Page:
SINGAPORE - Two Singaporeans have been detained under the Internal Security Act (ISA) for terrorism-related activities, the latest in a trickle of such arrests here.
They are Abu Thalha Samad, 25, a member of terror group Jemaah Islamiah (JI), and housewife Munavar Baig Amina Begam, a 38-year-old naturalised citizen from India, said the Ministry of Home Affairs (MHA) in a statement on Thursday (Nov 9).
MHA said Abu Thalha had lived overseas for 15 years before his arrest, having been educated in JI-linked schools in the region, where he also received paramilitary training.
In 2014, he took an oath of allegiance and became a JI member.
“He understood it to mean that he was duty-bound to carry out whatever instructions the JI leaders had for him, including performing armed jihad and sacrificing his life for the JI’s violent cause,” MHA said.
Since 2016, he had been teaching at a JI-linked school, and was also on a committee that selected students for JI membership.
But in August this year, MHA said it worked with a “regional government” to deport him back to Singapore, where he was issued a two-year detention order in September.
It declined to disclose the country where he was in, but it is understood the JI terror group is active in Indonesia.
As for Amina, MHA said she was a supporter of the Islamic State in Iraq and Syria (ISIS) terror group, and had intended to travel to the Middle East to join ISIS.
“Amina was radicalised by a foreign online contact, who shared with her pro-ISIS materials, and convinced her that ISIS was fighting to defend Sunnis in the conflict zone,” said MHA.
It also said she was prepared to undergo military training and take up arms and fight.
Amina, who was detained for two years this month, had also influenced others by sharing materials promoting terrorism on social media.
But her husband and her two children, who are Singaporeans, were unaware of her radicalism and were not implicated, said MHA.
Amina is the second woman to be detained under the ISA for terrorism-related activities.
The first was infantcare assistant Syaikhah Izzah Zahrah Al Ansari, 22, who was arrested in June. She had planned to travel to Syria to be a “martyr’s widow”.
Meanwhile, a third Singaporean, Adzrul Azizi Bajuri, was issued a restriction order after he was radicalised by ISIS propaganda online.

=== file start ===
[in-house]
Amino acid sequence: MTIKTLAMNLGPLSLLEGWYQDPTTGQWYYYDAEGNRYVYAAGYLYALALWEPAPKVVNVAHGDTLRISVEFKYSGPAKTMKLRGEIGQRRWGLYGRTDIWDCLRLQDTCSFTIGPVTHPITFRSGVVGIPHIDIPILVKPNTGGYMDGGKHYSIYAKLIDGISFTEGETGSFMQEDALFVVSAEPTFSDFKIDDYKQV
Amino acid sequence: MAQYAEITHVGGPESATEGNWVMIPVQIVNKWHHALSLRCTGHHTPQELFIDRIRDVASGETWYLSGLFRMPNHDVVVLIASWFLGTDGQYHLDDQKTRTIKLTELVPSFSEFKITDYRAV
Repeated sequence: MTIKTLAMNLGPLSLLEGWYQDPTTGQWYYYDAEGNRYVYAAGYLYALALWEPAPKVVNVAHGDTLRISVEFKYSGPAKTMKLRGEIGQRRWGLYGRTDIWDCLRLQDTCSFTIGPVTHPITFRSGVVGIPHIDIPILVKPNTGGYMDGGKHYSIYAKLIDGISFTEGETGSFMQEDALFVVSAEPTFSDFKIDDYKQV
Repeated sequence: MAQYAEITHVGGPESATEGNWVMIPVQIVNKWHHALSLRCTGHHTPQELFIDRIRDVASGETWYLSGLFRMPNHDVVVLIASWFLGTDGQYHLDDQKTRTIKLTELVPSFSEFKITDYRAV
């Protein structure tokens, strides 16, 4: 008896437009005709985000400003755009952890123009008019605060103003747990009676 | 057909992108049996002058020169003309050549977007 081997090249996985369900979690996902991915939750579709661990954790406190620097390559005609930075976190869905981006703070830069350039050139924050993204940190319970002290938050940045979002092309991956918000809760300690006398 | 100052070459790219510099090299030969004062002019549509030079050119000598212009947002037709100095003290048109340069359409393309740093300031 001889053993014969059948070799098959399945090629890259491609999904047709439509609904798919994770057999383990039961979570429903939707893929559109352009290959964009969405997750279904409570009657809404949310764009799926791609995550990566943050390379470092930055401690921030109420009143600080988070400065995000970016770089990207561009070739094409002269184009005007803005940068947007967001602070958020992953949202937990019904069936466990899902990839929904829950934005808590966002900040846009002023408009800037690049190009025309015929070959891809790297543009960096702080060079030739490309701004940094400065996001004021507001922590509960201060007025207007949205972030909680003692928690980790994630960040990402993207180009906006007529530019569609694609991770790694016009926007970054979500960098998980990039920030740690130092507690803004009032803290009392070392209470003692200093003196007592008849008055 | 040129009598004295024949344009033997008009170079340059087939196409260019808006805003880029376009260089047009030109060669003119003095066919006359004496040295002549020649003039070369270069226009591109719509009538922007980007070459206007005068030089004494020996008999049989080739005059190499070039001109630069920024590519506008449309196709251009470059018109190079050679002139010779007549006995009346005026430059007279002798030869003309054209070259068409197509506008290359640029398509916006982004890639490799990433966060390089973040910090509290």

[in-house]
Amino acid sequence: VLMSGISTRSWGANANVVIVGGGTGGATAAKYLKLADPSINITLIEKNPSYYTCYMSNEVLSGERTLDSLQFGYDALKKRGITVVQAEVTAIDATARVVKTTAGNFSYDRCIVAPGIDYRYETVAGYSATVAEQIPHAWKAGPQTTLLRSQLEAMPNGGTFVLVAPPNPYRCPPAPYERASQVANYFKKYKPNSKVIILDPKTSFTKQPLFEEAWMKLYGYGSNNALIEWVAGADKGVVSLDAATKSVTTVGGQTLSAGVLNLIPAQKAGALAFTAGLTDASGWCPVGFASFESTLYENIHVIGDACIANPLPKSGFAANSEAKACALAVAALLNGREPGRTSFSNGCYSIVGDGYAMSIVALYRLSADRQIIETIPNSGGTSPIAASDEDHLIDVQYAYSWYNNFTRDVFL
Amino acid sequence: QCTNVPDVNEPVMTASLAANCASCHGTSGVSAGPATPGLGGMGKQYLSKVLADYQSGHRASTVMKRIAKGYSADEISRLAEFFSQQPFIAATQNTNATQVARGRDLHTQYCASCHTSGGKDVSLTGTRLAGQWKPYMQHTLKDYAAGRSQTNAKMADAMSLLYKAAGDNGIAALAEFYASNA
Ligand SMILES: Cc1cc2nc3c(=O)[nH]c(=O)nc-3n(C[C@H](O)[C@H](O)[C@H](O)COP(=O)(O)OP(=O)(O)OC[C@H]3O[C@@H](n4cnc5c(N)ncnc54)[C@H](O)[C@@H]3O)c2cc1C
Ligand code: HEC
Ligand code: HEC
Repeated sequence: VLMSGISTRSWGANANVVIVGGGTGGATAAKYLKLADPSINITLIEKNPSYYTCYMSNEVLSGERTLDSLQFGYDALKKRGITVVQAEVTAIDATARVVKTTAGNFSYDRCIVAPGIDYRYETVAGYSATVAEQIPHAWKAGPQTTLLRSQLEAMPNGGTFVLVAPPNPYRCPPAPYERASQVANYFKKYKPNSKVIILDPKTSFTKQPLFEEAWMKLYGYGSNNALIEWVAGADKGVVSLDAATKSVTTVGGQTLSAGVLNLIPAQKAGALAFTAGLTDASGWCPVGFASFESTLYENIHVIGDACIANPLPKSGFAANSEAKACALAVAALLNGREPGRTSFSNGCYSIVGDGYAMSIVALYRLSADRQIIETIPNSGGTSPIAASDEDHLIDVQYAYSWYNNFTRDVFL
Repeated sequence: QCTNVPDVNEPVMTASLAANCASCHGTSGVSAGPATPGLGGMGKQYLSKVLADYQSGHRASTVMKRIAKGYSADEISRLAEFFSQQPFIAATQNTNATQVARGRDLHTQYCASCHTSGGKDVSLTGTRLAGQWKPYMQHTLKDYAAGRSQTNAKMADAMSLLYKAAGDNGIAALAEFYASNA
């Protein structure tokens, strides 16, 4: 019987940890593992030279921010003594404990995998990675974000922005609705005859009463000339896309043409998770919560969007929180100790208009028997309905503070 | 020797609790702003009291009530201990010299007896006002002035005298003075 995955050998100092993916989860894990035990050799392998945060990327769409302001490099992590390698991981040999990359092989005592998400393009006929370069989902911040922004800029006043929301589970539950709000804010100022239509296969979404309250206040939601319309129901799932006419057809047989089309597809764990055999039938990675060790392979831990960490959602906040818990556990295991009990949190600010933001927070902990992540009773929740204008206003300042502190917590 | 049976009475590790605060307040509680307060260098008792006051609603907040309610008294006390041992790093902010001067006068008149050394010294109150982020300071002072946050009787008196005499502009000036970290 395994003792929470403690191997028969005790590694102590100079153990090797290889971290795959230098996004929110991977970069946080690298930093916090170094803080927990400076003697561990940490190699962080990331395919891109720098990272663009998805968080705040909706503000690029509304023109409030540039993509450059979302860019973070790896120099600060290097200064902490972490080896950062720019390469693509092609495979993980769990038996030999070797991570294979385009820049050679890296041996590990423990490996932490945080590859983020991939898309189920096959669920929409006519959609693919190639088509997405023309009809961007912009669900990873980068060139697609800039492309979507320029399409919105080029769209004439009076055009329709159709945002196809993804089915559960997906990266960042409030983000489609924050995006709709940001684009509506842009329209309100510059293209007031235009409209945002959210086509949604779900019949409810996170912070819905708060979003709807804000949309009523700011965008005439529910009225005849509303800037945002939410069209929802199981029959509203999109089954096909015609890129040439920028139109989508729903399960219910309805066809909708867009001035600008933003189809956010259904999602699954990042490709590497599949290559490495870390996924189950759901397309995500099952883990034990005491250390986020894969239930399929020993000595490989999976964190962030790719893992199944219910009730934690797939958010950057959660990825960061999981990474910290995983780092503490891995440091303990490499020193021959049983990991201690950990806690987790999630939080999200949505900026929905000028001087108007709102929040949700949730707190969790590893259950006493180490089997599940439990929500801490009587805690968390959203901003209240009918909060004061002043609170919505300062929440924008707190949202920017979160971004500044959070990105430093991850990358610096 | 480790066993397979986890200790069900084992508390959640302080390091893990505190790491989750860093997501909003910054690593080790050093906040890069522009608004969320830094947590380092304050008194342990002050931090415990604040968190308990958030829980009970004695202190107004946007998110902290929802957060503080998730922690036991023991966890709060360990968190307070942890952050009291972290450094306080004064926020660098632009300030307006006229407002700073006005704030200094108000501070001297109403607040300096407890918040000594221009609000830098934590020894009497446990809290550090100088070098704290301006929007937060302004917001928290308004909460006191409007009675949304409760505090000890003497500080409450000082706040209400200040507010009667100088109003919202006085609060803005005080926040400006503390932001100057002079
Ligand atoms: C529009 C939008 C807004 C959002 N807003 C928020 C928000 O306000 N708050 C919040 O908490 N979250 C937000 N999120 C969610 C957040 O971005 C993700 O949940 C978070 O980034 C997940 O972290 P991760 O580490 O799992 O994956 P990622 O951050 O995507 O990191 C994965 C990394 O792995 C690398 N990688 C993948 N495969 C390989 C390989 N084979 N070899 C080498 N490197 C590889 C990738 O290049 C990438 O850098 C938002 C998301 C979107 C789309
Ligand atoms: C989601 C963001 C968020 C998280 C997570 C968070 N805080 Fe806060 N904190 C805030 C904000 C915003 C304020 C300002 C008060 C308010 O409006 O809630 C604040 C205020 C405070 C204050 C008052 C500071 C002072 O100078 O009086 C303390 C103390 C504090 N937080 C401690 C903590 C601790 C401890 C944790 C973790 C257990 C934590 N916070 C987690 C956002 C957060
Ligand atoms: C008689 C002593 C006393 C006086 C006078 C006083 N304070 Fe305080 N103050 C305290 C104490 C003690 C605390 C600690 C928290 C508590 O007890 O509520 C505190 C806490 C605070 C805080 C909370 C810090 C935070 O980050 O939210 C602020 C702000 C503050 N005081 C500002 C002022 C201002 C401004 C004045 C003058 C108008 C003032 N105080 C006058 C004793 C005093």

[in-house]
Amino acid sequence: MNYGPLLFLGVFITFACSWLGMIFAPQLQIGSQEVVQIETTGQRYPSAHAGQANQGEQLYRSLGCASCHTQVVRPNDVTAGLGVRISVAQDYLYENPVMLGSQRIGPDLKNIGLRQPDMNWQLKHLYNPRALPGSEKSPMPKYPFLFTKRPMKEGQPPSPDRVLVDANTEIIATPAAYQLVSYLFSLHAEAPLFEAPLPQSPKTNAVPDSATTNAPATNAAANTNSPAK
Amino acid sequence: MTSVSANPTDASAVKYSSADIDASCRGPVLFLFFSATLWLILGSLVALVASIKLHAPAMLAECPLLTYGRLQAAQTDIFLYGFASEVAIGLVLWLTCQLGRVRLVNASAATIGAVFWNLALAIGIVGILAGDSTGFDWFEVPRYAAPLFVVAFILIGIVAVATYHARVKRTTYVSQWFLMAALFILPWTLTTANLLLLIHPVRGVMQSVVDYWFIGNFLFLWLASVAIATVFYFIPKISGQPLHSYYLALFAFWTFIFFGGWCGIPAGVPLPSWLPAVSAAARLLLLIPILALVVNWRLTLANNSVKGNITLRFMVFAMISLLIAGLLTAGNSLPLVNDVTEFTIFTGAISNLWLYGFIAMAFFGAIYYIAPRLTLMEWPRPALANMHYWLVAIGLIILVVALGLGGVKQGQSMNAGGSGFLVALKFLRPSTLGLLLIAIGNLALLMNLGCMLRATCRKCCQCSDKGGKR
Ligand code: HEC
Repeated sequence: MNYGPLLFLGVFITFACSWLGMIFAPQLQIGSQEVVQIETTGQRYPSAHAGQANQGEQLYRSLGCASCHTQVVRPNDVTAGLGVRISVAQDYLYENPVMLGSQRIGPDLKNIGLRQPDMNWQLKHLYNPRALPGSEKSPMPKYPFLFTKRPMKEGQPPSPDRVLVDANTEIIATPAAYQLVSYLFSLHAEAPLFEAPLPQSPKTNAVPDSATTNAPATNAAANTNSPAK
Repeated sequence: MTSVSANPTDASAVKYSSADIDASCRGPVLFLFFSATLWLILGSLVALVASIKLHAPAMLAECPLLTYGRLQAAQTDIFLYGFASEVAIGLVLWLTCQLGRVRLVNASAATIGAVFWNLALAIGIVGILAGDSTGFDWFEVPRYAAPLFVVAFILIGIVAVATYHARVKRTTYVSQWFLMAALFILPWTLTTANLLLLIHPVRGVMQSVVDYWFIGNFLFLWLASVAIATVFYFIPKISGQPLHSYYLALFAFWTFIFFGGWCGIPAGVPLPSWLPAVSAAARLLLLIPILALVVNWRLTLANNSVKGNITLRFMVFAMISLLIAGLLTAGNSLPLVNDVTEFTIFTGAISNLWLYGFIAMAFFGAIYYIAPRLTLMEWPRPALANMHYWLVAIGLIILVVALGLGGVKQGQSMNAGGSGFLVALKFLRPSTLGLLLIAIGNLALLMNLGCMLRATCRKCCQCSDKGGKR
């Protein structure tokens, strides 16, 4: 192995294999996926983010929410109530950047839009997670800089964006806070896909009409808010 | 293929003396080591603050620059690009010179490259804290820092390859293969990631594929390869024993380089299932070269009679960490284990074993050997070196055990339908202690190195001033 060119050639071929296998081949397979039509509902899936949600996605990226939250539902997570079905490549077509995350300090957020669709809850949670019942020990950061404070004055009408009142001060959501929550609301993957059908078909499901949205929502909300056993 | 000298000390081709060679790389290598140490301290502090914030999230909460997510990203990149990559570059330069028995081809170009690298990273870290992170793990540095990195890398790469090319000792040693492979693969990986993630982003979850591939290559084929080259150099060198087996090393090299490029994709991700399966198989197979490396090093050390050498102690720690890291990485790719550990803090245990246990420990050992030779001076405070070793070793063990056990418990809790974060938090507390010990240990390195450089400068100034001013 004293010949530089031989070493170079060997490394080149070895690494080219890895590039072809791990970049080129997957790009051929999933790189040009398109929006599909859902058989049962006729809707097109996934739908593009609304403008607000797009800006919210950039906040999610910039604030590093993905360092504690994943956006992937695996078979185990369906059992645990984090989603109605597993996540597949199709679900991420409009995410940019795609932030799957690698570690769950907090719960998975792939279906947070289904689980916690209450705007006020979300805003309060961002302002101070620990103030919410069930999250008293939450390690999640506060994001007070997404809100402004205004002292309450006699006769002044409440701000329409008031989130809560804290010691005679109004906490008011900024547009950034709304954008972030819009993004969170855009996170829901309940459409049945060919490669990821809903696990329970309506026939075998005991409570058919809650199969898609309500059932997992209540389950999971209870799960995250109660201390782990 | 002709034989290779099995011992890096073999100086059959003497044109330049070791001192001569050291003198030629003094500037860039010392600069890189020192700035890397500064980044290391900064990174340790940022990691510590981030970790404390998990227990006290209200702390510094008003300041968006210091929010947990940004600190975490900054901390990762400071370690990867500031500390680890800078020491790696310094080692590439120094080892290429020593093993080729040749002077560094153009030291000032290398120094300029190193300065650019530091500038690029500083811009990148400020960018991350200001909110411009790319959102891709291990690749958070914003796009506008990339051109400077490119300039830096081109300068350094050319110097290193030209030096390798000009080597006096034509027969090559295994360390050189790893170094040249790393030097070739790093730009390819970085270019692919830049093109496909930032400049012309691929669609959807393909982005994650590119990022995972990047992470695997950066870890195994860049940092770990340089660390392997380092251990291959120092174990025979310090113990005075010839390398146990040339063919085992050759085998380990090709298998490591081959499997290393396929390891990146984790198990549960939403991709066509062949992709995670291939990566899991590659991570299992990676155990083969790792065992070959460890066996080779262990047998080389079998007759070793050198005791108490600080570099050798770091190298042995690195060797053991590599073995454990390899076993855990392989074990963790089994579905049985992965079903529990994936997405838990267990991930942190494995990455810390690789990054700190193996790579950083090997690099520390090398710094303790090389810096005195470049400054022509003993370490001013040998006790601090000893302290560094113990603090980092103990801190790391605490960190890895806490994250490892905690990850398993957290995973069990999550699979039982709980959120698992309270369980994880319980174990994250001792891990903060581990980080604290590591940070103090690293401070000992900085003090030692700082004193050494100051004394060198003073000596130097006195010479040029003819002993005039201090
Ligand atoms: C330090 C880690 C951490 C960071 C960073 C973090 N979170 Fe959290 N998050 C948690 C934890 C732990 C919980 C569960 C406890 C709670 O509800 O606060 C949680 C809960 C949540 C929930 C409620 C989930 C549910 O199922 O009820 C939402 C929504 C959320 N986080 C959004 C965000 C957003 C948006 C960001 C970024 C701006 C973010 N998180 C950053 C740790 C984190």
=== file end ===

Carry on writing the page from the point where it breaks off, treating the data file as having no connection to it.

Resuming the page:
The order limits the activities of the 19-year-old, a former full-time national serviceman, and requires him to undergo religious counselling.
Adzrul, who was serving as a logistics assistant in the Singapore Armed Forces when he was arrested, had come across ISIS-related videos in 2014 when he was a secondary school student, watching videos on the Israeli-Palestinian conflict, MHA said.
Although he had considered fighting for the group, he started “having some doubts about the legitimacy of ISIS ideology and its violent tactics” in August, said MHA.
MHA noted that his relatives and people around him had seen indications of his radicalism. One of them even tried to counsel him, but none reported him to the authorities.
“Adzrul’s radicalisation was left unchecked because no one came forward to report him. Fortunately, he was detected before he could engage in armed violence overseas,” said MHA, adding that there were no signs that Adzrul had radicalised any of his fellow NSFs.
Neither were Abu Thalha or Amina reported by their relatives or friends, said MHA, which also stressed that the three arrested did not have plans to carry out attacks here.
“(Adzrul’s) case and others this year show how challenging it is for the authorities to detect individuals who are self-radicalised,” it said.
“It is therefore critical that if people are aware that someone they know is radicalised, they should quickly report to the authorities, before the individual gets involved in terrorist conduct.”
The action taken against the trio means that about 20 Singaporeans have been dealt with under the ISA for terror-related activities since 2015.
Muslim community leaders said the latest moves were a reminder that the terror threat – particularly that posed by JI – was active in the region, and that Muslims should be discerning when viewing religious material online.
Minister-in-charge of Muslim Affairs Yaacob Ibrahim urged Muslims to seek religious knowledge from accredited religious teachers, and get help from the Islamic Religious Council of Singapore (Muis), the Religious Rehabilitation Group (RRG), or the police if they see signs of radicalisation.
“If we do not seek help, we do them and our community irreparable and grave harm should they act on their misguided beliefs,” said Dr Yaacob, who is also Minister of Information and Communications.
Ustaz Irwan Hadi Mohd Shuhaimy, Muis’ deputy director of religious policy and regulation, said social media was not the appropriate platform to receive religious instruction, especially not in “understanding complex political and armed conflicts in the Muslim world”.
Other religious leaders, like Ustazah Zhahirah Mohammad Salleh, who is part of the Asatizah Youth Network, said many of those radicalised online accept extremist material unquestioningly.
“I would advise them to cross-check with religious teachers, or even their parents. They should communicate with another person instead of just with their computer screens,” she said.
On Thursday, MHA also said a separate restriction order against former Moro Islamic Liberation Front member Mustafa Kamal Mohammad had been allowed to lapse in September, as the 62-year-old had been rehabilitated.